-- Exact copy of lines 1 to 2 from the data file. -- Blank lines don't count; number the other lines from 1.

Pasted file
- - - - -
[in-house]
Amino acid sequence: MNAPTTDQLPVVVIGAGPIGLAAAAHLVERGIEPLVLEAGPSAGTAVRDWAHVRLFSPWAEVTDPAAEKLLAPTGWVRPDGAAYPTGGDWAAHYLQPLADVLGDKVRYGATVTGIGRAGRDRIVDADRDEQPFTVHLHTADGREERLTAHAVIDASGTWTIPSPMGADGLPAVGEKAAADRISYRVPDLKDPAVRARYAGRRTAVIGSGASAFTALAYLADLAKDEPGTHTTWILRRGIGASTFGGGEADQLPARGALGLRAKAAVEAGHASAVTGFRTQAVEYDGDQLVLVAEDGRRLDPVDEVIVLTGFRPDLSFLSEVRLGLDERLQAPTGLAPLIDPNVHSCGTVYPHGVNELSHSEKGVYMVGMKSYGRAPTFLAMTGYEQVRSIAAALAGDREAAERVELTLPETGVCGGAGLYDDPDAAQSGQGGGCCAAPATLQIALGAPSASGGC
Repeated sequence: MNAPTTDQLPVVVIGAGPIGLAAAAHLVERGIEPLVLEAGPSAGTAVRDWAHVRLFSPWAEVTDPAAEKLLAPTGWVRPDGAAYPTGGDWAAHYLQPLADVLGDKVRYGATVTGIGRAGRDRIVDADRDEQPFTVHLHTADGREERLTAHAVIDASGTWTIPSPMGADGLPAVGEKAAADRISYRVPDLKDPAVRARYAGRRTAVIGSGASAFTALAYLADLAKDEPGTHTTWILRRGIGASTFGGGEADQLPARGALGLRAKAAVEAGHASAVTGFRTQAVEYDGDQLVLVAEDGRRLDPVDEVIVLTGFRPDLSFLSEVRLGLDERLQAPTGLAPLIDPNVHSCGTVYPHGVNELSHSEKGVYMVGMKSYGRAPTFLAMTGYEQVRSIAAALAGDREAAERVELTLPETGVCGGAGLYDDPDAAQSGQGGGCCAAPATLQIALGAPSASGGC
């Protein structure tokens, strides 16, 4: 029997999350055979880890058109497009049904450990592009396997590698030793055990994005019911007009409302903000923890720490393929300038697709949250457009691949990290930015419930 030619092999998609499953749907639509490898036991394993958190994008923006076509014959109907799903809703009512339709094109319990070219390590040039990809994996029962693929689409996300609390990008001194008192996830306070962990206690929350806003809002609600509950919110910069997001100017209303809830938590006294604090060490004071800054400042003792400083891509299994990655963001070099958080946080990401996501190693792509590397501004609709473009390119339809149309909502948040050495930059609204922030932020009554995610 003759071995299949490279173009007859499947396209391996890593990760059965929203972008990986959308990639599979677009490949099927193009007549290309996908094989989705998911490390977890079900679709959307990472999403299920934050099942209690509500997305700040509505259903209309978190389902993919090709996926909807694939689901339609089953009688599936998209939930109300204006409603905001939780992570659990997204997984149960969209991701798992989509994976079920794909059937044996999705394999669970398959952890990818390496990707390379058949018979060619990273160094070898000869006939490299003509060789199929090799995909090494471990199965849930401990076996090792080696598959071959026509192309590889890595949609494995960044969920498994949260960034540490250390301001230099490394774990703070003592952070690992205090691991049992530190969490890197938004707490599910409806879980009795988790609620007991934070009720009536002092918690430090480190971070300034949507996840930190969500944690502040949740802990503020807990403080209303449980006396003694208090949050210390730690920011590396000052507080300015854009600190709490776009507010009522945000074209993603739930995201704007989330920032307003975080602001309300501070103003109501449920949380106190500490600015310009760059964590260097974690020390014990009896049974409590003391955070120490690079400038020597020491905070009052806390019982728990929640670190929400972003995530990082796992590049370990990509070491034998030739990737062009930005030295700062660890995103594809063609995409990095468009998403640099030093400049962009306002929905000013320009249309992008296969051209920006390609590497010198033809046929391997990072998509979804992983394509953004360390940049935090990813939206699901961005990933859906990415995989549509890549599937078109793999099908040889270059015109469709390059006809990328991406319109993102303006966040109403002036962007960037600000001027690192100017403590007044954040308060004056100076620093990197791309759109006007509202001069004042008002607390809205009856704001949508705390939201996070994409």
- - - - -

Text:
[in-house]
Amino acid sequence: MNAPTTDQLPVVVIGAGPIGLAAAAHLVERGIEPLVLEAGPSAGTAVRDWAHVRLFSPWAEVTDPAAEKLLAPTGWVRPDGAAYPTGGDWAAHYLQPLADVLGDKVRYGATVTGIGRAGRDRIVDADRDEQPFTVHLHTADGREERLTAHAVIDASGTWTIPSPMGADGLPAVGEKAAADRISYRVPDLKDPAVRARYAGRRTAVIGSGASAFTALAYLADLAKDEPGTHTTWILRRGIGASTFGGGEADQLPARGALGLRAKAAVEAGHASAVTGFRTQAVEYDGDQLVLVAEDGRRLDPVDEVIVLTGFRPDLSFLSEVRLGLDERLQAPTGLAPLIDPNVHSCGTVYPHGVNELSHSEKGVYMVGMKSYGRAPTFLAMTGYEQVRSIAAALAGDREAAERVELTLPETGVCGGAGLYDDPDAAQSGQGGGCCAAPATLQIALGAPSASGGC